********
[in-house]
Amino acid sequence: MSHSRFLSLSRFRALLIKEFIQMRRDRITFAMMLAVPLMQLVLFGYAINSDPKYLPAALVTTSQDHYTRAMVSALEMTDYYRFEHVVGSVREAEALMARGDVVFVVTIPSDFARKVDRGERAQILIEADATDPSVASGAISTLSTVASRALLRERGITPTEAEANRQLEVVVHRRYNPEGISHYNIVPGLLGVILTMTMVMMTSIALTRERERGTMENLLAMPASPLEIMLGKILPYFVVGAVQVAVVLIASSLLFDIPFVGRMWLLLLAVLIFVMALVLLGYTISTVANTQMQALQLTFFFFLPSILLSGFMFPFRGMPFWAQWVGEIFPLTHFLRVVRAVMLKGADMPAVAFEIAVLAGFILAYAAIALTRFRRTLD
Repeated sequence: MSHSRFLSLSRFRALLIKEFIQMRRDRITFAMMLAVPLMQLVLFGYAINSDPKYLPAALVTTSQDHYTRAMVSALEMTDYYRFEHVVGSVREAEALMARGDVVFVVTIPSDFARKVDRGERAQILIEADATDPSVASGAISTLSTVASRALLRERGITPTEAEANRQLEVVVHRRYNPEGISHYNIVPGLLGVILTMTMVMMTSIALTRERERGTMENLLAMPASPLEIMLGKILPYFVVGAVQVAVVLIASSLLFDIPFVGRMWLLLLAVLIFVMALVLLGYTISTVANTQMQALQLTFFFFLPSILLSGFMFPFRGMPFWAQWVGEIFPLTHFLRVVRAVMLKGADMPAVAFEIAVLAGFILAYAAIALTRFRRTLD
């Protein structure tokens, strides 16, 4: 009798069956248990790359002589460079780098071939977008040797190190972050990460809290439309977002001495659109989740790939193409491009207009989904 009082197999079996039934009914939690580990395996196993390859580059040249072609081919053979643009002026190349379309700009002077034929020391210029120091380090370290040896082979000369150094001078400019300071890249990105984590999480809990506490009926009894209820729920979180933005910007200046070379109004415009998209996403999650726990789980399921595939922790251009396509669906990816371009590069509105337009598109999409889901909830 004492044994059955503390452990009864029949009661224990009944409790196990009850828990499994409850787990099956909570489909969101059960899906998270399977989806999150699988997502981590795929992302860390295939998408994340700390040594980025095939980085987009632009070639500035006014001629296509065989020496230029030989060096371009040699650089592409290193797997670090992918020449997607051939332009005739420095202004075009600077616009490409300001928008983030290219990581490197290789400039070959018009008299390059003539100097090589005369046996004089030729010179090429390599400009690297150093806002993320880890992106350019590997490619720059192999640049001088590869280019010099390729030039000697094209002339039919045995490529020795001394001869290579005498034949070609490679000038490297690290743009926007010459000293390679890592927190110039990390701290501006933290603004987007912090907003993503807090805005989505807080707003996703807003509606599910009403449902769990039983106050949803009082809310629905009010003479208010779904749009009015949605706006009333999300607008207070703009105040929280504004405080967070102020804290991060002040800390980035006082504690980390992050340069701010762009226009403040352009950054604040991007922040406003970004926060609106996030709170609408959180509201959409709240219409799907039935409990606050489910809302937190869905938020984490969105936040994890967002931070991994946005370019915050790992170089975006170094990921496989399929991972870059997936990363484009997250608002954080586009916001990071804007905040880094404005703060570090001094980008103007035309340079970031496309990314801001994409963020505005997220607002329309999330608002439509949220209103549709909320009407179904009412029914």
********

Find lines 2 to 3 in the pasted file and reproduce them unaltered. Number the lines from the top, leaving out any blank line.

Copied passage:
Amino acid sequence: MSHSRFLSLSRFRALLIKEFIQMRRDRITFAMMLAVPLMQLVLFGYAINSDPKYLPAALVTTSQDHYTRAMVSALEMTDYYRFEHVVGSVREAEALMARGDVVFVVTIPSDFARKVDRGERAQILIEADATDPSVASGAISTLSTVASRALLRERGITPTEAEANRQLEVVVHRRYNPEGISHYNIVPGLLGVILTMTMVMMTSIALTRERERGTMENLLAMPASPLEIMLGKILPYFVVGAVQVAVVLIASSLLFDIPFVGRMWLLLLAVLIFVMALVLLGYTISTVANTQMQALQLTFFFFLPSILLSGFMFPFRGMPFWAQWVGEIFPLTHFLRVVRAVMLKGADMPAVAFEIAVLAGFILAYAAIALTRFRRTLD
Repeated sequence: MSHSRFLSLSRFRALLIKEFIQMRRDRITFAMMLAVPLMQLVLFGYAINSDPKYLPAALVTTSQDHYTRAMVSALEMTDYYRFEHVVGSVREAEALMARGDVVFVVTIPSDFARKVDRGERAQILIEADATDPSVASGAISTLSTVASRALLRERGITPTEAEANRQLEVVVHRRYNPEGISHYNIVPGLLGVILTMTMVMMTSIALTRERERGTMENLLAMPASPLEIMLGKILPYFVVGAVQVAVVLIASSLLFDIPFVGRMWLLLLAVLIFVMALVLLGYTISTVANTQMQALQLTFFFFLPSILLSGFMFPFRGMPFWAQWVGEIFPLTHFLRVVRAVMLKGADMPAVAFEIAVLAGFILAYAAIALTRFRRTLD